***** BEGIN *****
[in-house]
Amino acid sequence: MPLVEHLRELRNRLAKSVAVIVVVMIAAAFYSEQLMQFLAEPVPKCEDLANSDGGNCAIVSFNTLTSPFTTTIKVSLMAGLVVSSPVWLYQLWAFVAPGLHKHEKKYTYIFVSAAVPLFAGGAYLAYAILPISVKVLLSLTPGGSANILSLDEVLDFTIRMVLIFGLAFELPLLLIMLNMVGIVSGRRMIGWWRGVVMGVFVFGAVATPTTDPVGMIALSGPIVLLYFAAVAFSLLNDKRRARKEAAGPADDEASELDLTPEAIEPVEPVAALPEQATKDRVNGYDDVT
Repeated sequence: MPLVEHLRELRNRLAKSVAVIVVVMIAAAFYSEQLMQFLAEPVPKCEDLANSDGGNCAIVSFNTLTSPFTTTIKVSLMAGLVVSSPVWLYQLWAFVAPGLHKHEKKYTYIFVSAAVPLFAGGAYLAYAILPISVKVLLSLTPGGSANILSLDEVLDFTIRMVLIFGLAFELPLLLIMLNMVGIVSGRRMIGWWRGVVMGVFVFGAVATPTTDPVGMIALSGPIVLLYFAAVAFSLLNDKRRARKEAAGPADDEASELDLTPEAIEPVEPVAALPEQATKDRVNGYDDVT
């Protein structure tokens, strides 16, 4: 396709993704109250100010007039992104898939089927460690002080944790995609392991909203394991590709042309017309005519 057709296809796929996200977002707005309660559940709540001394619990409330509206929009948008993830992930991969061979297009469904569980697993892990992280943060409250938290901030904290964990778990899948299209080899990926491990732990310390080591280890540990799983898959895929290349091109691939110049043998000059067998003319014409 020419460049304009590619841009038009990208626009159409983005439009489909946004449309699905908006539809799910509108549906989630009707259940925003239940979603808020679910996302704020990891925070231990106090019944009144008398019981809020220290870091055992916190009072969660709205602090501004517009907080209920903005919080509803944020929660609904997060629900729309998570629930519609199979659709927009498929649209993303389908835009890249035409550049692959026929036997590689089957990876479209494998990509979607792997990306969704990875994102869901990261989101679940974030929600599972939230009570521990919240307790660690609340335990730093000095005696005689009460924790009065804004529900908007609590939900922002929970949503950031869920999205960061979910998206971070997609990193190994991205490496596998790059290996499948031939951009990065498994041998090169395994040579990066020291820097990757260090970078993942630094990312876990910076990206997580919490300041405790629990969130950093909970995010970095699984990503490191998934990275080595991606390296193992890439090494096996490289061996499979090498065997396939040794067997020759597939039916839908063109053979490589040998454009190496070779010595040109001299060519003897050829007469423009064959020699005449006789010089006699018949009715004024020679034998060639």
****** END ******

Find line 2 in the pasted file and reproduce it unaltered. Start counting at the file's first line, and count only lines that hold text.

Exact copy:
Amino acid sequence: MPLVEHLRELRNRLAKSVAVIVVVMIAAAFYSEQLMQFLAEPVPKCEDLANSDGGNCAIVSFNTLTSPFTTTIKVSLMAGLVVSSPVWLYQLWAFVAPGLHKHEKKYTYIFVSAAVPLFAGGAYLAYAILPISVKVLLSLTPGGSANILSLDEVLDFTIRMVLIFGLAFELPLLLIMLNMVGIVSGRRMIGWWRGVVMGVFVFGAVATPTTDPVGMIALSGPIVLLYFAAVAFSLLNDKRRARKEAAGPADDEASELDLTPEAIEPVEPVAALPEQATKDRVNGYDDVT